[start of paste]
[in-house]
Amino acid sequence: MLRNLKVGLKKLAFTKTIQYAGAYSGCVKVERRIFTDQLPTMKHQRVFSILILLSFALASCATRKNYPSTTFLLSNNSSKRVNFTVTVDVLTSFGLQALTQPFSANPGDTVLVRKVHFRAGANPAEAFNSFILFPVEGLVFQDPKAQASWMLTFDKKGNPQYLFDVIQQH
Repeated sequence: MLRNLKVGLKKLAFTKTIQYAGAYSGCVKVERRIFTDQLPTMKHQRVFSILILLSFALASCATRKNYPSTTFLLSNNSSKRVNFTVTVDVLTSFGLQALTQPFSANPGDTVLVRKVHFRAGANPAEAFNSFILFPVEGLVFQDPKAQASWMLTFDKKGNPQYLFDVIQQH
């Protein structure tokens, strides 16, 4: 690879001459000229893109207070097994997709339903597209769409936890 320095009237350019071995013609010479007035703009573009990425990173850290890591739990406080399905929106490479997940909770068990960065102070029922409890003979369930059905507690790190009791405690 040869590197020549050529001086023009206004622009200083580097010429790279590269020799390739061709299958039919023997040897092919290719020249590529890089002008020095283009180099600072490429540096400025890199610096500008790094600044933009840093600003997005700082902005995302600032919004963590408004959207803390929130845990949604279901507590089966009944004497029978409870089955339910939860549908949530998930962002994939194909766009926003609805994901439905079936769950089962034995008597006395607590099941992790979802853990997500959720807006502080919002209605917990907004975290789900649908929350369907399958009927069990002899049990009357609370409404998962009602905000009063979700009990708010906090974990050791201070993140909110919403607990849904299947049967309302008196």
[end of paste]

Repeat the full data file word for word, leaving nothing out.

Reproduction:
[in-house]
Amino acid sequence: MLRNLKVGLKKLAFTKTIQYAGAYSGCVKVERRIFTDQLPTMKHQRVFSILILLSFALASCATRKNYPSTTFLLSNNSSKRVNFTVTVDVLTSFGLQALTQPFSANPGDTVLVRKVHFRAGANPAEAFNSFILFPVEGLVFQDPKAQASWMLTFDKKGNPQYLFDVIQQH
Repeated sequence: MLRNLKVGLKKLAFTKTIQYAGAYSGCVKVERRIFTDQLPTMKHQRVFSILILLSFALASCATRKNYPSTTFLLSNNSSKRVNFTVTVDVLTSFGLQALTQPFSANPGDTVLVRKVHFRAGANPAEAFNSFILFPVEGLVFQDPKAQASWMLTFDKKGNPQYLFDVIQQH
């Protein structure tokens, strides 16, 4: 690879001459000229893109207070097994997709339903597209769409936890 320095009237350019071995013609010479007035703009573009990425990173850290890591739990406080399905929106490479997940909770068990960065102070029922409890003979369930059905507690790190009791405690 040869590197020549050529001086023009206004622009200083580097010429790279590269020799390739061709299958039919023997040897092919290719020249590529890089002008020095283009180099600072490429540096400025890199610096500008790094600044933009840093600003997005700082902005995302600032919004963590408004959207803390929130845990949604279901507590089966009944004497029978409870089955339910939860549908949530998930962002994939194909766009926003609805994901439905079936769950089962034995008597006395607590099941992790979802853990997500959720807006502080919002209605917990907004975290789900649908929350369907399958009927069990002899049990009357609370409404998962009602905000009063979700009990708010906090974990050791201070993140909110919403607990849904299947049967309302008196």